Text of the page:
Verdict: 4 / 5
We all know of one or two bands like this. You’ve heard their names before; you know they’ve been around for several years, with several albums out. You’re pretty sure you know what type of music they play, but none of your friends know much more about them either, so you can’t really ask them either. If it came down to it, you’re not sure you could even name one of their singles. Matchbox Twenty was one of those bands for me, and I couldn’t be happier that I’ve finally gotten to know their music.
Many people consider Pop music to inherently be sell-out music; mindless and safe, palatable and sellable to the masses. After all, Pop does stand for Popular. But at some stage, we all need to accept that Pop is a genre in its own rights, and North is an example of a Pop album that understands that role. It can be fun and sweet at times without being saccharine and fluff-filled; it hosts genuinely catchy tracks. Any of the tracks on the album feel as though they could be released as individual singles.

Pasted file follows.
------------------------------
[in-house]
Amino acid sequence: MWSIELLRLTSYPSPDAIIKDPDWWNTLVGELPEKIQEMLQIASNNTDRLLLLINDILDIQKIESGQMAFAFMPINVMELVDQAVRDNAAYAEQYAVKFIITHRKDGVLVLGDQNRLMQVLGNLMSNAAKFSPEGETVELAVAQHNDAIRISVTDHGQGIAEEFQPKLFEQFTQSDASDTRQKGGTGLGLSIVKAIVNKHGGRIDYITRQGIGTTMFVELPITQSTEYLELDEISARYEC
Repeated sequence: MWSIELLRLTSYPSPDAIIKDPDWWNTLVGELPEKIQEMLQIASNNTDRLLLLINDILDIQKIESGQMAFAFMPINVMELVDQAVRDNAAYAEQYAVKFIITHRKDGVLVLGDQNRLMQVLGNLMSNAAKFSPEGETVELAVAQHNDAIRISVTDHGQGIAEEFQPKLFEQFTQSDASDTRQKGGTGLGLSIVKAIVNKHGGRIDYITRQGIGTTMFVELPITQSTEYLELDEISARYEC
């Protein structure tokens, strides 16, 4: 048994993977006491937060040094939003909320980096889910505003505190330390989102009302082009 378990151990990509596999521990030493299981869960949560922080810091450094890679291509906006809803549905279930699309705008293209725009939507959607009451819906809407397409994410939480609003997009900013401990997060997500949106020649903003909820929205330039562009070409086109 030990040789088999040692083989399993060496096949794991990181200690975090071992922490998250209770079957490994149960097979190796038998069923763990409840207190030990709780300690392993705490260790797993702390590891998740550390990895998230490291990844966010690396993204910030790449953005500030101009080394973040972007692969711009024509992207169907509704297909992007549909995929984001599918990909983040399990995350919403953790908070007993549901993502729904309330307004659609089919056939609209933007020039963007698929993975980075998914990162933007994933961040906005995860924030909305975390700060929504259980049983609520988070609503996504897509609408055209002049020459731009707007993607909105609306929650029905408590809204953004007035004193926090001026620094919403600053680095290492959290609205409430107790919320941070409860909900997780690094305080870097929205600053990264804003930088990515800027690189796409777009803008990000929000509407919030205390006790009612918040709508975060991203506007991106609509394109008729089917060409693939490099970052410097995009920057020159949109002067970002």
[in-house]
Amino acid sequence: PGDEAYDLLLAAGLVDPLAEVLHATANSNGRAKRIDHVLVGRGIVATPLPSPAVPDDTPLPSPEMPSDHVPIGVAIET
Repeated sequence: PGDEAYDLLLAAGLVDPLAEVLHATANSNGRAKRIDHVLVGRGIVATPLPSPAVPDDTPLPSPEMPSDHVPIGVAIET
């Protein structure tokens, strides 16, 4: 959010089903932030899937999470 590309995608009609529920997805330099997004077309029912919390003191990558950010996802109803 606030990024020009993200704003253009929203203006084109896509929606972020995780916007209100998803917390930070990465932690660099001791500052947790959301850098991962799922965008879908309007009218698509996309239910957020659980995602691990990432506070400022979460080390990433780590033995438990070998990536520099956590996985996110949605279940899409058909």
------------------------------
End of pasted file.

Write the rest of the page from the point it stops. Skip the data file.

[pullquote_left]Matchbox Twenty have been going since 1995, so it’s nice to see how far experience can carry you; they understand what music they make, and they’ve nearly perfected the formula of creating it.[/pullquote_left]Matchbox Twenty have been going since 1995, so it’s nice to see how far experience can carry you; they understand what music they make, and they’ve nearly perfected the formula of creating it. Even now, many days after listening to tracks such as “She’s so Mean” and “English Town” the choruses are still swimming around my head. The band also have a nice quality that lets them defy geographic placement; at times I thought they were definitely British; on one or two tracks they even sounded a little like Just Jinger. Despite this, they are indeed American.
North is a great album, something to really enjoy on those long car drives, and I have definitely learned why Matchbox Twenty have stuck around all these years.